It has been a strong argument today that Moro intellectuals must actively participate in the formation of the Moro nation state, its activities as well as moving for its establishment. Meaning,Moro intellectuals must consolidate efforts for the betterment of the Moro people.

It is a comforting thought as well as agitating, however, one may seem to be at loss if one may want to define what is good for the Moro people? Many situations appear that Moro figures appear to be “doing good” but obviously not for the Moro people but for their own people.

Facing a dilemna today due to events that we have thought has been solved long ago, but recurring in cycles we may need to find answers to these recurrences.

One may recall that the government has several times “decimated” the doyen of terrorism in the homeland, the dreaded “Abu Sayyaf” after having nipped all its leaders, henchmen and ringl leaders. But recent media exposures on events says otherwise. It appears they are alive and kicking.

We say that we are proud to be Muslims after 300 years of Spanish oppression, and yet, we have not even have a single collective identity as a Moro people. Others may disagree with me, but if you are around taking a stroll in the city, “to speak Muslim” means to speak ones particular dialect (like there has to be an officially Muslim dialect acceptable. I speak chavacano with my Moro cousins and Convert cousins and feel no loss about it.)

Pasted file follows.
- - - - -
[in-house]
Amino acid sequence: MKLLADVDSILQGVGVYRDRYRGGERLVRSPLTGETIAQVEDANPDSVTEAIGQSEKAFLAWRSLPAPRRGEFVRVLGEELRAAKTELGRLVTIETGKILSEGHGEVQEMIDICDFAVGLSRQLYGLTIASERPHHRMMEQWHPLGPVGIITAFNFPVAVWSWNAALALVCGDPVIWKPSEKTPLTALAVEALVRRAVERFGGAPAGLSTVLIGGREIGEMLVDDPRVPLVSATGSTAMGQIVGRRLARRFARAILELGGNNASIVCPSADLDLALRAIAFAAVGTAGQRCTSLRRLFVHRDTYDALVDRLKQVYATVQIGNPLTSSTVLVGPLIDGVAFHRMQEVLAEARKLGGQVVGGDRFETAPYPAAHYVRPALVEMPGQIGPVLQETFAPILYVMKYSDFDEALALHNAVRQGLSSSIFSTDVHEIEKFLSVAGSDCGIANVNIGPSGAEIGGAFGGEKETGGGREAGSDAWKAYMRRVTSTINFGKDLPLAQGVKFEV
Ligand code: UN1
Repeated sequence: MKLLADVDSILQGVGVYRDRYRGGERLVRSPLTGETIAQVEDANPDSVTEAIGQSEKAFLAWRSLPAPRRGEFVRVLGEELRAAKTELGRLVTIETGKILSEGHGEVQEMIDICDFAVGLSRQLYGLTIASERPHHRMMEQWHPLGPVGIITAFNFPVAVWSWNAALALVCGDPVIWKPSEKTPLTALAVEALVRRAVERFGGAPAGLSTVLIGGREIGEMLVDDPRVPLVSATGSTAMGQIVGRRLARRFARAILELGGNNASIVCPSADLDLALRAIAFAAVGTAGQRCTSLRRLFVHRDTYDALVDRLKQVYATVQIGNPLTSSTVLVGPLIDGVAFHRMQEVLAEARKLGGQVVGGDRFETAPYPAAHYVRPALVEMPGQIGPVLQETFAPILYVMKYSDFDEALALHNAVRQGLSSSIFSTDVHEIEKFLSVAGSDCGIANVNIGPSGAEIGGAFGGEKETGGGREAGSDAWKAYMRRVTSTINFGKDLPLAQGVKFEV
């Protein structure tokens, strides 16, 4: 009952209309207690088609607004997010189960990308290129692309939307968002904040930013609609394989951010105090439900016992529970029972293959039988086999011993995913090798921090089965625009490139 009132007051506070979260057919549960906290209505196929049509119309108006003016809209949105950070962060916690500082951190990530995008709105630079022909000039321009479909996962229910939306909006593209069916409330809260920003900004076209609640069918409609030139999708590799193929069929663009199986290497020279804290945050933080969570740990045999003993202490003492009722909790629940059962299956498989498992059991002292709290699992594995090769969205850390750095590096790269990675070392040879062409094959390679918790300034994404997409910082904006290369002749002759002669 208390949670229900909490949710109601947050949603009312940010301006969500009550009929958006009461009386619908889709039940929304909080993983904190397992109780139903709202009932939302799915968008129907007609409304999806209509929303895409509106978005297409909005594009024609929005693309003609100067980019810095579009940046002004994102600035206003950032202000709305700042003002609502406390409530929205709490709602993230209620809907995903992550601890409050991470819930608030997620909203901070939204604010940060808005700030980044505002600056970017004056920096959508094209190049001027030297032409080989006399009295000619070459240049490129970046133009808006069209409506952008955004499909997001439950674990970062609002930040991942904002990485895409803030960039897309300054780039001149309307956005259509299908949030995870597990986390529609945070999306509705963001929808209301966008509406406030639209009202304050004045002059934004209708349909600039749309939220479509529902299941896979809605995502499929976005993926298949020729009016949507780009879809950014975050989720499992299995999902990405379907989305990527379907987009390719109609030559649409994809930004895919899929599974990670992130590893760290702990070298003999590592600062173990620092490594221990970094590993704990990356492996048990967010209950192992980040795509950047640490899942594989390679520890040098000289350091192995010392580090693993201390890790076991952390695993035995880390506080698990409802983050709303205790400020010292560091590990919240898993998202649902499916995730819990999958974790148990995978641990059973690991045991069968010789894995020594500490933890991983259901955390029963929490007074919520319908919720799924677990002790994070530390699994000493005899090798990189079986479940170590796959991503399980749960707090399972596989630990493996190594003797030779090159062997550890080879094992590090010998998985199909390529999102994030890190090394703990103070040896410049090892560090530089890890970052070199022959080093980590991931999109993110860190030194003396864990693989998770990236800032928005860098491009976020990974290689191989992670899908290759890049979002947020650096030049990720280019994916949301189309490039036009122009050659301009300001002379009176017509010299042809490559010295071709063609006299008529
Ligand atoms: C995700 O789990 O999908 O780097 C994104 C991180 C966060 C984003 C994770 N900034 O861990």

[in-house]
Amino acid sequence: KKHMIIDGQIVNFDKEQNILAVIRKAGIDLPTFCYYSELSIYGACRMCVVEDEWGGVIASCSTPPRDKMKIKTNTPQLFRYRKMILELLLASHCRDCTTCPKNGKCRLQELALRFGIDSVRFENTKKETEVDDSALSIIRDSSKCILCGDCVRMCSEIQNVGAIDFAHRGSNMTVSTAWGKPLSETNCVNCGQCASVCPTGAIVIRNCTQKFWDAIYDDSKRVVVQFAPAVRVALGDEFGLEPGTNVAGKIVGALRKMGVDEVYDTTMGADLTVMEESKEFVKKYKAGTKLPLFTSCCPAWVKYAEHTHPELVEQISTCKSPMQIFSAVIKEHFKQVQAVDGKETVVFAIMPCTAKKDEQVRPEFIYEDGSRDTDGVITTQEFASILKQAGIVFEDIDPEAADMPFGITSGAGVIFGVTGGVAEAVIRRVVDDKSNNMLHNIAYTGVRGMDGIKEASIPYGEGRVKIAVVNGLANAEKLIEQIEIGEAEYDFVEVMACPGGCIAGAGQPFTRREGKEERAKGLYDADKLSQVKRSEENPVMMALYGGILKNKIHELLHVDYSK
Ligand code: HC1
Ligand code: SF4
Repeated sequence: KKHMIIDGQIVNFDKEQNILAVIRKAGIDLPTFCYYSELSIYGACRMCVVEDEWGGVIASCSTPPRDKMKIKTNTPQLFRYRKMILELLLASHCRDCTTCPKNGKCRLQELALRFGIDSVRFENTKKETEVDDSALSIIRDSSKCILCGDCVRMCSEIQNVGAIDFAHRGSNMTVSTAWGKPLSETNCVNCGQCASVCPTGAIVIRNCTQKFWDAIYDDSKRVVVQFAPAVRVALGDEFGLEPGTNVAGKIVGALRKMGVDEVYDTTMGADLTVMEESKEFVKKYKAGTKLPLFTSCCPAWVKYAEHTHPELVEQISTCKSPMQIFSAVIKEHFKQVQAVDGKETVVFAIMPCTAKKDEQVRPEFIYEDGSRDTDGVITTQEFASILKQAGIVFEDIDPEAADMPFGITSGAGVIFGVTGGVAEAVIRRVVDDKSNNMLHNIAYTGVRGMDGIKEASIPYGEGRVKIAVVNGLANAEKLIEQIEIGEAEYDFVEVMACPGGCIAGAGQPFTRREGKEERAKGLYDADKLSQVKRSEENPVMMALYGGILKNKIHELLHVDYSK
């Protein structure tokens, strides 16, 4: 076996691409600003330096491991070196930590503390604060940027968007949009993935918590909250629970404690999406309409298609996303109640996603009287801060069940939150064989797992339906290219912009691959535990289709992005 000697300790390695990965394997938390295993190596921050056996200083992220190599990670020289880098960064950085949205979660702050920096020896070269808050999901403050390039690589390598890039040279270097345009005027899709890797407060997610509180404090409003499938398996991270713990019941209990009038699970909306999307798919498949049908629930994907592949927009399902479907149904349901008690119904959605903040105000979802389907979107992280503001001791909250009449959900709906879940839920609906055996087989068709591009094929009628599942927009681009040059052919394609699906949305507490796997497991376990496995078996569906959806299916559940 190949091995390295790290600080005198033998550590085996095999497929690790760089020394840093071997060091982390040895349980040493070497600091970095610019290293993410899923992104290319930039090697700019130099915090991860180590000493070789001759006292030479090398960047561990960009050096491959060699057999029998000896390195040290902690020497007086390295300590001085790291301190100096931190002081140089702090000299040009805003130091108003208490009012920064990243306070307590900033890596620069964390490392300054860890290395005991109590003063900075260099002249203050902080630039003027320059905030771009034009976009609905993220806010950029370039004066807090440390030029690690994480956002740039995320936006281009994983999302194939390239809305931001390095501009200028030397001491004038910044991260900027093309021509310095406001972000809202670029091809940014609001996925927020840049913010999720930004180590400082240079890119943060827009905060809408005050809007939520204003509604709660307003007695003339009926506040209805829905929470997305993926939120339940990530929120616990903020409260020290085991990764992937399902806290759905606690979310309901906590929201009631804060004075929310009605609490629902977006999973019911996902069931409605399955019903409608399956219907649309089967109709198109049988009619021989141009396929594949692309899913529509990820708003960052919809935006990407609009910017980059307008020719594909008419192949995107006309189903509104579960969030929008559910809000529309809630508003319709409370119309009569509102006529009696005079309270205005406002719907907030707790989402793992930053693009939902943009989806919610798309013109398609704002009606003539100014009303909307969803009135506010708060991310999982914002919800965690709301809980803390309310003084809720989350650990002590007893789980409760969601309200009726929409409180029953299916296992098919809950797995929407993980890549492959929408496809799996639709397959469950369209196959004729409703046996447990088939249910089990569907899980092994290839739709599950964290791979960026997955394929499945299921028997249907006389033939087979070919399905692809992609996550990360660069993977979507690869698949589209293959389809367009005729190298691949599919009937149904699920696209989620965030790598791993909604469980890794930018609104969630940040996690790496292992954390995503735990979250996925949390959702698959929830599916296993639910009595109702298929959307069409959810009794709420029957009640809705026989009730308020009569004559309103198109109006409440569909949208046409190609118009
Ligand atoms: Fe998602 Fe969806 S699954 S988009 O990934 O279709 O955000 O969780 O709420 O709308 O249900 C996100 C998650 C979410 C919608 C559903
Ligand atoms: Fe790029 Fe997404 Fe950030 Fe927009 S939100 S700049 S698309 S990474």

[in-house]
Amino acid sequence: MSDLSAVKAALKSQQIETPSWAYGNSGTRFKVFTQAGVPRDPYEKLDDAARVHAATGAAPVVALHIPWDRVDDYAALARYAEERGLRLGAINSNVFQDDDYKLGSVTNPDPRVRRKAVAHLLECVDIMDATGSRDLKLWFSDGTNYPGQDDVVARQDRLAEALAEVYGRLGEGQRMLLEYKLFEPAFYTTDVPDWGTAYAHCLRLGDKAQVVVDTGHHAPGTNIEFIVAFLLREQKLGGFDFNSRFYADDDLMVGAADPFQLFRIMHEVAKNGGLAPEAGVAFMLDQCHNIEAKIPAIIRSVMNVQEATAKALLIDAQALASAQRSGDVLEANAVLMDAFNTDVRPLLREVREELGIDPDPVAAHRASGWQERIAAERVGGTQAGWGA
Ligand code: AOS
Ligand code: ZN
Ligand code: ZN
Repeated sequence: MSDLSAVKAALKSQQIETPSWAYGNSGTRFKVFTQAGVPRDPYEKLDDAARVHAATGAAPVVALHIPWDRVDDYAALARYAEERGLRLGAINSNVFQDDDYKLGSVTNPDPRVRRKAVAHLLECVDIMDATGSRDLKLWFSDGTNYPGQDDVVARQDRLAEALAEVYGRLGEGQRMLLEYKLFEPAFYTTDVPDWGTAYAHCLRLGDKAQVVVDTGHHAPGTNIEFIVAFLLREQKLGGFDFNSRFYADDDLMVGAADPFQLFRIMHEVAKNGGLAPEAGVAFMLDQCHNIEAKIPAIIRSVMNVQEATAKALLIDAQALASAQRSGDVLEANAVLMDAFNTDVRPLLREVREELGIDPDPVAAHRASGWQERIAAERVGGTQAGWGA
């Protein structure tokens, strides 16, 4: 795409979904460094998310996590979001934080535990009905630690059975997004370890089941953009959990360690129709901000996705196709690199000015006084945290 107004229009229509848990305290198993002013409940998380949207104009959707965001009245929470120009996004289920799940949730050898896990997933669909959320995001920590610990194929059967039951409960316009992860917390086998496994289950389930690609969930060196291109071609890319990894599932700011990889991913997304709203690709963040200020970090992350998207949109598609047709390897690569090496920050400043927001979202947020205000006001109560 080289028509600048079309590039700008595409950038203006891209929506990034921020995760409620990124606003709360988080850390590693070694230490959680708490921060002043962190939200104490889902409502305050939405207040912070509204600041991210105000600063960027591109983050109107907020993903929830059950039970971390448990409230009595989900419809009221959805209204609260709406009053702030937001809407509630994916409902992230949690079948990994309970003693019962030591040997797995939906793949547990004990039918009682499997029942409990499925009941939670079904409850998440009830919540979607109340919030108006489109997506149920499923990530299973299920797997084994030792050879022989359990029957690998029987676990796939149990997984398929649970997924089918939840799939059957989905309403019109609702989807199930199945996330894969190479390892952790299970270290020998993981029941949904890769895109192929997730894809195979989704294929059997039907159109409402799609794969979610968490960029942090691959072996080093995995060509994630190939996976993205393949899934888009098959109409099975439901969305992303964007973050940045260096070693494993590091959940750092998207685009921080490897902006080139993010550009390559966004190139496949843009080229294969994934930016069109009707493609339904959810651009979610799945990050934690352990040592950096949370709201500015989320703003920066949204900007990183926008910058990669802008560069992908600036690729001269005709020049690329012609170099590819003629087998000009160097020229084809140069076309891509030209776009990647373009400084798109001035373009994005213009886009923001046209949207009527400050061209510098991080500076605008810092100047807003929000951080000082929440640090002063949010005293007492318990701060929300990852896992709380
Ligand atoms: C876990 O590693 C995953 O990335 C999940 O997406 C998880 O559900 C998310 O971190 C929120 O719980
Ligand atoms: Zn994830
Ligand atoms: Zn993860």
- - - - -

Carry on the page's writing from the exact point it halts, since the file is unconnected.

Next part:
At the grassroots level, there is no single joining politicization of a Moro identity. Muslim yes, bangsa moro… I disagree.

You may ask anyone from the street if he identifies himself as a Moro, he will always first define himself by his bangsa ( tribe) rather than as a Moro.

We do not have a singular unifying language. One that has the pecularities of unification, thus no national language. For the people of Zamboanga,Basilan, Sulu and Palawan…. Tausug appears to be the lingua franca of the Moros there. But if you go to Marawi and Cotabato, there are mixed signals, Maranao may be an influential language, but  the Maguindanao dialect is spoken by the most populous group. And you would see mixed reactions from the Moro tribal minority groups in Northern and southern Mindanao on adopting either language as a Lingua Franca owing to the peculiarities of their own dialects.

A lot of Moro intellectuals have done good in their own personal, professional and institutional roles, but there appears not clear-cut vision of what they should do.

The homeland continues to be in utter disarray. There is a need for these intellectuals to band together irregardless of tribal orientation and biases.

Its a standing challenge, the Moro intellectual must define his role and vision for his people or his people will not have a future in the end.